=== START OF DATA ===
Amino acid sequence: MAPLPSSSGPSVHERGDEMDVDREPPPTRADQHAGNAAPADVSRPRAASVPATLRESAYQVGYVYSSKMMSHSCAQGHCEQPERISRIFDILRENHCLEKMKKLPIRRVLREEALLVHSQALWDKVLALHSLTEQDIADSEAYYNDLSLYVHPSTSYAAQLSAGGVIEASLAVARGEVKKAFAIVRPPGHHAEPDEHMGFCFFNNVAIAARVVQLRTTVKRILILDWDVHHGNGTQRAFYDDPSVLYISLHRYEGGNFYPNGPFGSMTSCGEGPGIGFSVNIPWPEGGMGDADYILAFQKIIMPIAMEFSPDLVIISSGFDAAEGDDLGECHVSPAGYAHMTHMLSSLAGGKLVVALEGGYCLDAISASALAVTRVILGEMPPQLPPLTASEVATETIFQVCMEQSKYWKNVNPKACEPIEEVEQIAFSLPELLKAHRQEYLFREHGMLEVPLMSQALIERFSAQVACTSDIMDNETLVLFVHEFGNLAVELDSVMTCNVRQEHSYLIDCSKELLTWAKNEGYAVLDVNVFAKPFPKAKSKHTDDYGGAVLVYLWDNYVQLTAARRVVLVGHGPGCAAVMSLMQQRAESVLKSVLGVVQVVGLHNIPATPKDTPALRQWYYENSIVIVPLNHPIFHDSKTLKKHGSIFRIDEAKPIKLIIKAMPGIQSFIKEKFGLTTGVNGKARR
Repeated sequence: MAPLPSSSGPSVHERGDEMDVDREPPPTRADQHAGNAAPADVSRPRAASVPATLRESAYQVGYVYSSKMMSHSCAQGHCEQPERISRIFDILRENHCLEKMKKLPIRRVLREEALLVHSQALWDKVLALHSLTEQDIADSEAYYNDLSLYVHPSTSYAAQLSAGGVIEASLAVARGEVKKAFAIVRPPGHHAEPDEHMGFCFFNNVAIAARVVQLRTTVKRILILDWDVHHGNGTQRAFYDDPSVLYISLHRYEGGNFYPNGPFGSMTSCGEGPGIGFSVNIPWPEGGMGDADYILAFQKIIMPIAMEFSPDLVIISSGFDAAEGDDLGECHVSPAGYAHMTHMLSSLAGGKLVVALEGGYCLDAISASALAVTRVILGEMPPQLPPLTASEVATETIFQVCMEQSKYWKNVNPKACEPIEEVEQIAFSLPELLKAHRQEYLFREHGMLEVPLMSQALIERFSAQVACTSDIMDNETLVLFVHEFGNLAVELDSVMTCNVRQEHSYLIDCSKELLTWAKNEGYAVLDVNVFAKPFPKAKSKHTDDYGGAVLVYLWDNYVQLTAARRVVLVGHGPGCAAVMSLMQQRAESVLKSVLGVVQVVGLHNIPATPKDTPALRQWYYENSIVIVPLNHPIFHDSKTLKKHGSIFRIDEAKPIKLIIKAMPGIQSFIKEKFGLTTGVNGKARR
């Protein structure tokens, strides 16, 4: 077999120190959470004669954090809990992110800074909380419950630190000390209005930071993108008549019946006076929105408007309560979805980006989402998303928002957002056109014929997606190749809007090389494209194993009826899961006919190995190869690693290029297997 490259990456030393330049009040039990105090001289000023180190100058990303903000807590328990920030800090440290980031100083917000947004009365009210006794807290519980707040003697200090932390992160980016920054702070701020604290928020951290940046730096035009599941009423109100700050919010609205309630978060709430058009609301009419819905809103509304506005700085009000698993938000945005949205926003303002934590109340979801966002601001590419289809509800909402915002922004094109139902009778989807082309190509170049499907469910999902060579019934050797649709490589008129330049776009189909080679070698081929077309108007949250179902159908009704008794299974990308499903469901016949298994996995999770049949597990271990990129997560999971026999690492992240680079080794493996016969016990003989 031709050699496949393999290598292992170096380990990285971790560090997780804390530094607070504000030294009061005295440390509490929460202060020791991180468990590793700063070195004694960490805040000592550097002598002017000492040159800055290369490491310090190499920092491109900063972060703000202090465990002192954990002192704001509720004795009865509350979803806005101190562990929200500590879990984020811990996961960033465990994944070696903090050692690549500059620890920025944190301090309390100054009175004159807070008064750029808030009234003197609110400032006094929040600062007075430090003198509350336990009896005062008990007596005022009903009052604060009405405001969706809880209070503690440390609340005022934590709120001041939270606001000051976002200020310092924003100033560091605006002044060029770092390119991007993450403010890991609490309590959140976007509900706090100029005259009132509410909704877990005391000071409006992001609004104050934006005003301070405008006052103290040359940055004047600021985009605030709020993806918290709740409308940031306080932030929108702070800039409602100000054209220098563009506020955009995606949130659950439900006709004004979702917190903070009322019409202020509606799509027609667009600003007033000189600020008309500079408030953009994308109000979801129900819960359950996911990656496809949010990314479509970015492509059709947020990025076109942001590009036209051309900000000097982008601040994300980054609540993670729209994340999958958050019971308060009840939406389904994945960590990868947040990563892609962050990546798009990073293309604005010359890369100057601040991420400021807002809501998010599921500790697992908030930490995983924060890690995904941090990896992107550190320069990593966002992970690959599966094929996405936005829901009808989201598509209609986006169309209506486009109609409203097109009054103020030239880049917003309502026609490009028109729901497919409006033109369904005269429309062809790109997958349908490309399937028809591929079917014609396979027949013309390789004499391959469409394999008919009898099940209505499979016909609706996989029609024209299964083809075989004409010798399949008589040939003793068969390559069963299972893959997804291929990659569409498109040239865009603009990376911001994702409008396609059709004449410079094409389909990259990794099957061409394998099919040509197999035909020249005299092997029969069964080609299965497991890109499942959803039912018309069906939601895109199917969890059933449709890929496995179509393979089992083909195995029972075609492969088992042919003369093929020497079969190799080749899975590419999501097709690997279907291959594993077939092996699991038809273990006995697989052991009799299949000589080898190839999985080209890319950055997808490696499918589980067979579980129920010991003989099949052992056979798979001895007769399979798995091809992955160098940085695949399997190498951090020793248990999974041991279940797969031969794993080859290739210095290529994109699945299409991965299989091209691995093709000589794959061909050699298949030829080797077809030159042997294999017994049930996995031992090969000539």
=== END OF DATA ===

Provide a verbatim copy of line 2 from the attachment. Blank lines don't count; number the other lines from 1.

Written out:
Repeated sequence: MAPLPSSSGPSVHERGDEMDVDREPPPTRADQHAGNAAPADVSRPRAASVPATLRESAYQVGYVYSSKMMSHSCAQGHCEQPERISRIFDILRENHCLEKMKKLPIRRVLREEALLVHSQALWDKVLALHSLTEQDIADSEAYYNDLSLYVHPSTSYAAQLSAGGVIEASLAVARGEVKKAFAIVRPPGHHAEPDEHMGFCFFNNVAIAARVVQLRTTVKRILILDWDVHHGNGTQRAFYDDPSVLYISLHRYEGGNFYPNGPFGSMTSCGEGPGIGFSVNIPWPEGGMGDADYILAFQKIIMPIAMEFSPDLVIISSGFDAAEGDDLGECHVSPAGYAHMTHMLSSLAGGKLVVALEGGYCLDAISASALAVTRVILGEMPPQLPPLTASEVATETIFQVCMEQSKYWKNVNPKACEPIEEVEQIAFSLPELLKAHRQEYLFREHGMLEVPLMSQALIERFSAQVACTSDIMDNETLVLFVHEFGNLAVELDSVMTCNVRQEHSYLIDCSKELLTWAKNEGYAVLDVNVFAKPFPKAKSKHTDDYGGAVLVYLWDNYVQLTAARRVVLVGHGPGCAAVMSLMQQRAESVLKSVLGVVQVVGLHNIPATPKDTPALRQWYYENSIVIVPLNHPIFHDSKTLKKHGSIFRIDEAKPIKLIIKAMPGIQSFIKEKFGLTTGVNGKARR